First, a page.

The rise in popularity of digital cameras over the past ten years has provided an opportunity for a number of big electronics corporations to break into the traditionally insular photographic business. While older camera companies such as Canon, Nikon, Pentax, and Olympus are still major players, particularly in the digital SLR market, many other once-familiar brand names have disappeared and the consumer digital camera industry is dominated by several big name brands that have no real history in the photographic business. Sony, Panasonic and Samsung have all carved out huge market shares over the past decade, flooding the market with cheap, sophisticated and generally well-made cameras, until virtually everybody now owns one.
It's interesting to note however that one of the first of the electronics companies to break into the digital camera market was Casio, launching its innovative 0.3-megapixel twist-body QV-300 in 1996, and following it up with a long series of cameras that have seldom been less than adequate and have often been at the cutting edge of design and innovation. It has a solid reputation for its ultra-slim pocket compacts that combine good performance, stylish design and excellent value for money. Despite this it has a much smaller share of the market than most of its more recently-arrived competitors.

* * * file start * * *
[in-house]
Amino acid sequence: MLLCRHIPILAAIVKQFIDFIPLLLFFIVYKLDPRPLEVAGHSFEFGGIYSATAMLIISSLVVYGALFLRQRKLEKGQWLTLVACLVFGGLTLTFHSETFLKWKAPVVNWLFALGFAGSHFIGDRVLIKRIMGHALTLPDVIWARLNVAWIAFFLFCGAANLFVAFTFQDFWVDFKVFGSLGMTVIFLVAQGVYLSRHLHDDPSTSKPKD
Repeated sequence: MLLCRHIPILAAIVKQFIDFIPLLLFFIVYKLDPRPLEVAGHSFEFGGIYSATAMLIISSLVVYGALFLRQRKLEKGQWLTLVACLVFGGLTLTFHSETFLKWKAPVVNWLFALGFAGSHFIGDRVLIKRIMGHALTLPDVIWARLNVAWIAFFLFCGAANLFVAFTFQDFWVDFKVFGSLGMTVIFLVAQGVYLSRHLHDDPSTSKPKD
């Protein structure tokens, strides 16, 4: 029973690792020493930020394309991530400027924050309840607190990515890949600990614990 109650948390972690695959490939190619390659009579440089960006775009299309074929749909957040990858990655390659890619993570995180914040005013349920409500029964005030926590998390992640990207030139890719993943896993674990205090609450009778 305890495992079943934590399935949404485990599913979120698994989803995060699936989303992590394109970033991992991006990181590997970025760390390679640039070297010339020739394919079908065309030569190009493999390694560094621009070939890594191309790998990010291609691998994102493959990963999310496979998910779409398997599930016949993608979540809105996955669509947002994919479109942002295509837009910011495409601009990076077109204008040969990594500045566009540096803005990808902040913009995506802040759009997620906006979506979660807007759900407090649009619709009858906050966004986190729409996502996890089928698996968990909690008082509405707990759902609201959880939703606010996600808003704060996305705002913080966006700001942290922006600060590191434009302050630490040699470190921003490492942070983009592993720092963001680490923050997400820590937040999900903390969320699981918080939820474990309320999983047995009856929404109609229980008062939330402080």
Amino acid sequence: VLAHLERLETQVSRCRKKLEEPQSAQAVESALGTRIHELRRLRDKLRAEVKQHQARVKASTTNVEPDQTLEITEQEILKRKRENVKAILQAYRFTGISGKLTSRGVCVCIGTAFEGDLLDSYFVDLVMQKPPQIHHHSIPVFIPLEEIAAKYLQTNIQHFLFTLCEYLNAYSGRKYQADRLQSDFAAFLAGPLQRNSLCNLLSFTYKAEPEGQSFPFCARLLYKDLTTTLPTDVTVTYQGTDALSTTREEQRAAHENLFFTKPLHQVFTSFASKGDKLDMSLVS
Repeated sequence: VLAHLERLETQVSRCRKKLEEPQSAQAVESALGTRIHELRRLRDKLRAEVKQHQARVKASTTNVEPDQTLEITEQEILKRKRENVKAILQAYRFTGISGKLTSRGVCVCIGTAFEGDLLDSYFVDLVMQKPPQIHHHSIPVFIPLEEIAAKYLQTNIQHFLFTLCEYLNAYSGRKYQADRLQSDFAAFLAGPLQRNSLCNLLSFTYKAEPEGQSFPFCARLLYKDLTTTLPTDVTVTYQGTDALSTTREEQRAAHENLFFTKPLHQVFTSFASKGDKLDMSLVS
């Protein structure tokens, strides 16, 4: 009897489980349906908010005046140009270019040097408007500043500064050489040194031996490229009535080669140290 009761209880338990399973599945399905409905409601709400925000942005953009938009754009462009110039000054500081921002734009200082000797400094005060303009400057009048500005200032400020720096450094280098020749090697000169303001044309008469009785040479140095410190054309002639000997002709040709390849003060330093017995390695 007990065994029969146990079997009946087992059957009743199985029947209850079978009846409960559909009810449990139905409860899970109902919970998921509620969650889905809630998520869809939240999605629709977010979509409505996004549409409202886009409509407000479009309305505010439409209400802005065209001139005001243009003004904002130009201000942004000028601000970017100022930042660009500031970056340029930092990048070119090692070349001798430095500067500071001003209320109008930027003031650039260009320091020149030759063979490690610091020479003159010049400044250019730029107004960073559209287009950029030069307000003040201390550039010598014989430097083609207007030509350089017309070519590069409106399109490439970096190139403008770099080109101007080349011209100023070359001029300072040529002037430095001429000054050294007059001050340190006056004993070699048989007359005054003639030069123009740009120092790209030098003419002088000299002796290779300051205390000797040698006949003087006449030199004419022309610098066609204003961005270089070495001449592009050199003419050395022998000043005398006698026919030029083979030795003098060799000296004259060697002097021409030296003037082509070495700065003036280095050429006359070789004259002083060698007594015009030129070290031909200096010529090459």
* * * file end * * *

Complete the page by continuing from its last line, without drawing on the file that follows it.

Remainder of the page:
Today's camera is a perfect example of this. The Exilim EX-Z550 is a sleek and stylish 14.1-megapixel ultra-compact featuring a 4x optical zoom lens equivalent to 26-104mm, sensor-shift image stabilisation, a 2.7-inch 230k LCD monitor, 720p HD video recording and a range of other advanced modern features, all wrapped up in a slim all-metal body and available for less than £120 from some retailers. If it had a Canon or Panasonic badge on the front it would sell like hot cakes at £150, but for some reason that Casio brand name just seems to put people off, even with a bargain price like this.